On the 1200-word essay and the constrained form

“Like a pantoum or anything else length is also a constraint. If you discipline yourself to work within those same boundaries over and over and over you will start to internalize what rhythm is specific to 500 words, 800 words, 1200 words.”

On writing with a partner

“I get people to write in pairs. You are never to study the Talmud alone. The way you do Jewish study is always with a chavrusa, with a partner. It’s always dilectical, really a beautiful thing, back and forth. You’re constantly feeding on each other to get to stuff.”

“When people go to write, they get stuck. They get paralyzed. If [they] can do it verbally, diotically, just talking it out, they have written something without realizing they’ve written it… When it’s a white page, it’s completely unknown and uncontrollable. If you can talk someone through the first paragraph, they can keep going on their own.”

“Get a partner.  This is why people go back for MFAs, so you’re being partnered and writing and being listened to and hearing people. Get a partner, talk through the first paragraph and you’re off and running.” Continue reading

09. #readwomen2014: In which, Lacy and Audrey talk books.

09. #readwomen2014: In which, Lacy and Audrey talk books.

Joanna Walsh started the twitter hashtag #readwomen2014 after drawing some bookmark-shaped New Year’s cards showcasing her favorite female writers. She had been inspired by two literary journalists—both male—who didn’t want to show up on the wrong side of this year’s VIDA pie chart, and so made a commitment to read only female authors for a set period. Today, we discuss our personal responses to the #readwomen2014 movement, and recommend some of our favorite books by women. (26:09)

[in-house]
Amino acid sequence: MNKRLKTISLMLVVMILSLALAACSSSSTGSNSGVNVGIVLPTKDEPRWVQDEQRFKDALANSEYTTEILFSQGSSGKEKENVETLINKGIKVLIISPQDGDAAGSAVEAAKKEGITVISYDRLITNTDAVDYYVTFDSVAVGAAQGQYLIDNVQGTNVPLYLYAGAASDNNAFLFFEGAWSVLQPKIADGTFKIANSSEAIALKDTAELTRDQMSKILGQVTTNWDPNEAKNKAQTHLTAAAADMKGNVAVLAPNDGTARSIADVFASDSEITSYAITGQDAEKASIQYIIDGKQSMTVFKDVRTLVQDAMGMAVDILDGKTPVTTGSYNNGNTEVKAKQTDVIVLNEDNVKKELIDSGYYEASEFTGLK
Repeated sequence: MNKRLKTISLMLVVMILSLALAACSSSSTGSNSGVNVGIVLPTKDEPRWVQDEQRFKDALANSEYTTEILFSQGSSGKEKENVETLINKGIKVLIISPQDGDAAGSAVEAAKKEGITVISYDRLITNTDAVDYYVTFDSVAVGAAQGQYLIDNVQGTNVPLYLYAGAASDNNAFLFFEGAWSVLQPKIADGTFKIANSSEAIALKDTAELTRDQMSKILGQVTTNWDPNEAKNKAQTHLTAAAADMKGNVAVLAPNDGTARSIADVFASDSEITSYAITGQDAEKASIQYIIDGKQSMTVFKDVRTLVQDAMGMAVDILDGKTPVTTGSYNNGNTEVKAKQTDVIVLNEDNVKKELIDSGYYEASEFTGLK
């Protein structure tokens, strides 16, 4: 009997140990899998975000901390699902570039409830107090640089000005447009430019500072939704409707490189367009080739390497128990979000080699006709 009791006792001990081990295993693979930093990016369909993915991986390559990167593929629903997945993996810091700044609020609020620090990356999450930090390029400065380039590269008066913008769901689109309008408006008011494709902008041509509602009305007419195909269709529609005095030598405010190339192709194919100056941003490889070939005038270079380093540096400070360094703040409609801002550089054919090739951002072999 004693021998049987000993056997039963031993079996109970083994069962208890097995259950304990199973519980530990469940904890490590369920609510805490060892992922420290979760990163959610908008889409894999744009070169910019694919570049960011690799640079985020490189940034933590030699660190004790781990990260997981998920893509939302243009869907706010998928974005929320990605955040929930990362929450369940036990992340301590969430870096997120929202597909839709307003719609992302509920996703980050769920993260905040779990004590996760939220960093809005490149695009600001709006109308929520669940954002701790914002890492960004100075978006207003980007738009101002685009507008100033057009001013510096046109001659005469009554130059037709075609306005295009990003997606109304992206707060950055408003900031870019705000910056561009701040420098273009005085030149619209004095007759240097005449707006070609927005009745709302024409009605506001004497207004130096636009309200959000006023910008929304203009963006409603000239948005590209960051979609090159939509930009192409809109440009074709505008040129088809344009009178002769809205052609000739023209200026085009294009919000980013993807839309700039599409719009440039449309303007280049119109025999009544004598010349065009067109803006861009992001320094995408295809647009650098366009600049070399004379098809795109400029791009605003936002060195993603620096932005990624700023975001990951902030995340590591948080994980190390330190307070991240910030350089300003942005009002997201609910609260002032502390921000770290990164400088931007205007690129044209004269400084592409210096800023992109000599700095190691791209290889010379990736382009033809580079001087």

VIDA

Established in 2009, VIDA is a nonprofit literary organization that painstakingly tallies the gender disparity in major literary publications and book reviews annually. Today, the literary world is abuzz with the results of the most recent VIDA count.

Recent Reads We Recommend

Suite Francaise by Irene NemirovskySuite Française by Irène Némirovsky

“The prose is saturated in the blood of the people who were running away [from Paris during WWII]. It takes this incredibly close look at the way life can change so suddenly from everything-is-normal to Lord of the Flies.”

Bonus: Anne Frank: The Diary of a Young Girl

Olive Kitteridge by Elizabeth StroutOlive Kitteridge by Elizabeth Strout

“Usually books are about younger characters, but Olive Kitteridge is older. Everyone in the story, mostly, is older. By the end I felt like I’d lived this lifetime… like I’d been through her lifetime. And it weighed heavily on me in a really interesting way.” Continue reading

06. Running, Writing & Retreats: A Dialogue with Writer Sarah Shaffer

Sarah Shaffer

Sarah Shaffer

Sarah Shaffer is a writer and freelance proofreader/copyeditor, a recent transplant to Seattle, and a lover of the outdoors and simple living. She is an MFA graduate from Lesley University (January 2012). Her fiction has received a Glimmer Train honorable mention and has been published at The Glass Coin. Her non-fiction can be found at Hothouse Magazine. (21:23)

Website: www.sarahshaffer.com

Twitter: @SarahSShaffer Continue reading